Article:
Having the opportunity to see how the folks in our homeland worked and lived while cohabitating with my native Guatemalan family was jarring at times as the juxtaposition between my life in America, which afforded me more privilege than my family back home, with the hardships in Guatemala proved to be emotionally challenging. Even still, the opportunity to split my time between two countries offered me a unique point of view that instilled a sense of pride in my heritage which set the foundation for the type of community centered social practice I continue to engage in. Specifically, I have an innate desire to experience and uplift different forms of living, thinking, and communicating by uplifting underrepresented cultures.
My mother made this work as an immigrant in a new land which in retrospect was incredibly admirable. She maintained an incredible work ethic, financial savviness and most of all she created a loving home for my sister and I. I am proud to be her son."
Lucy: "Throughout my life, I have been fortunate to have been influenced by various individuals, but there is one person whom I will forever hold in high regard - my dad. He made the courageous decision to leave Guerrero, Mexico, and seek a better life in the United States.
It is because of my dad's sacrifices and resilience that I am able to enjoy the life I have today. From a very young age, he instilled in me the value of resourcefulness. I vividly remember him repeating a particular phrase in Spanish like a broken record when I was just four years old: "If you don't know the answer to something, ask. The probability is high that someone else has the same question but is too afraid to ask." This simple yet profound lesson taught me the importance of seeking knowledge and not being afraid to reach out for help. He taught me early on what it means to have grit, be humble, and be kind."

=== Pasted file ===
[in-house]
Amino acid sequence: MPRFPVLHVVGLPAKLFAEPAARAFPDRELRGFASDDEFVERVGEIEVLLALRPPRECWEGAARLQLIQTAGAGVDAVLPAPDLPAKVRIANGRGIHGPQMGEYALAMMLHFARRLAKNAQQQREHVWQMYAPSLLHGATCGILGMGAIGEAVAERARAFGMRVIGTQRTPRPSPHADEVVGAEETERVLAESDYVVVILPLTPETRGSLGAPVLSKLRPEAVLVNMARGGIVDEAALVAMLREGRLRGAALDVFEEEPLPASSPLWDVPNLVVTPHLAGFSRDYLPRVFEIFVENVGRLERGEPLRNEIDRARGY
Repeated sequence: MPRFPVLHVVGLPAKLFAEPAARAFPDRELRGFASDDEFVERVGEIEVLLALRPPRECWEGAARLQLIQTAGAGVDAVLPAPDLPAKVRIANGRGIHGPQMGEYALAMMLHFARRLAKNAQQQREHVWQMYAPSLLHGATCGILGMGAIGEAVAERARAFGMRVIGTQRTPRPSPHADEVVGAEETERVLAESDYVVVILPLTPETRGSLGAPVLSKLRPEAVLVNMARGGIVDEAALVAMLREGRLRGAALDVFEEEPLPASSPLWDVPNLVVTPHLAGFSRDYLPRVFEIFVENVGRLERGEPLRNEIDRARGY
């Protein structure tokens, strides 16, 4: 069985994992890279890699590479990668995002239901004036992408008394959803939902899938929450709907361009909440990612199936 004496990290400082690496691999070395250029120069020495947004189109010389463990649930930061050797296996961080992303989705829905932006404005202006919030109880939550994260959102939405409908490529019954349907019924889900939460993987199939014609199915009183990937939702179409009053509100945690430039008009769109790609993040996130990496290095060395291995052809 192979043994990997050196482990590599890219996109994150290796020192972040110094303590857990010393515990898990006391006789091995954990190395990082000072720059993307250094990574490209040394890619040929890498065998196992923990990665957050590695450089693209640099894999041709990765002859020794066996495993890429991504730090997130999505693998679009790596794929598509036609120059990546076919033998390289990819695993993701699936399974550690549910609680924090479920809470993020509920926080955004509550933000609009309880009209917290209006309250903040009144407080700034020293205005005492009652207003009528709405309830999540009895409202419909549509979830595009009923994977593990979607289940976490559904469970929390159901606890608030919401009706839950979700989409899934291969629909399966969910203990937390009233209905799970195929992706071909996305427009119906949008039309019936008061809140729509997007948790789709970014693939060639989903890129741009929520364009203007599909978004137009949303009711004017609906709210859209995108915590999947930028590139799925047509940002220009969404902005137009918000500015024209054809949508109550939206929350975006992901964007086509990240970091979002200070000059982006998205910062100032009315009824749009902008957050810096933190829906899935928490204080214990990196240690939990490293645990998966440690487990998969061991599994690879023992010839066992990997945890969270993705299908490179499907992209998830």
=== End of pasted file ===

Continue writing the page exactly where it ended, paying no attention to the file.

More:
My identity + climbing:
Jorge: "Climbing both indoors and outdoors allows for substantial placemaking to occur within my life. Placemaking, for me, can be defined as situations, states or environments (within spaces) that create a feeling of connectedness to ourselves and our communities and can be activated through a sense of safety, purpose and excitement.
I engage in placemaking through climbing by facilitating and engaging in community centered experiences. I aim to create value by working with groups that may feel like they are not visible. In climbing, people of color often don’t realize that there are many other people of color also engaging in the sport since we are not the abundantly visible demographic at climbing gyms/crags. Historically we have not been afforded spaces like this. By bringing us together in these spaces we empower our communities by showing them that they can partake in events that put them together with people that have gone through or are currently going through similar experiences so that they can exchange knowledge and support one another. By discovering our potential to interact with different people that share similar ideas and interests we uplift our sense of meaning.
Being able to create community by unifying groups of like minded people at their local gyms/crags around a common interest or the desire for a shared experience demonstrates and puts in practice work that codifies the needs of new spaces and social landscapes. "
Lucy: "Growing up, my parents lacked the knowledge and resources to expose us to the wonders of the great outdoors. I vividly recall the first time I visited Yosemite to climb, I was seventeen. As I stood there, surrounded by the breathtaking beauty of nature, a thought crossed my mind: "I wish my parents could witness this incredible sight too." Now as an adult, I get to take them to these awesome places that climbing exposes me to.
Climbing is not just a mere hobby for me; it is an integral part of who I am. The sheer excitement and joy that fills me when I embark on a climbing adventure is indescribable. Moreover, being able to share this passion with others adds an extra layer of fulfillment to my experiences.
As a female Hispanic climber, I feel honored and proud to represent a diverse community within the climbing world. It is a privilege for me to share my love for climbing with my fellow sisters and brothers."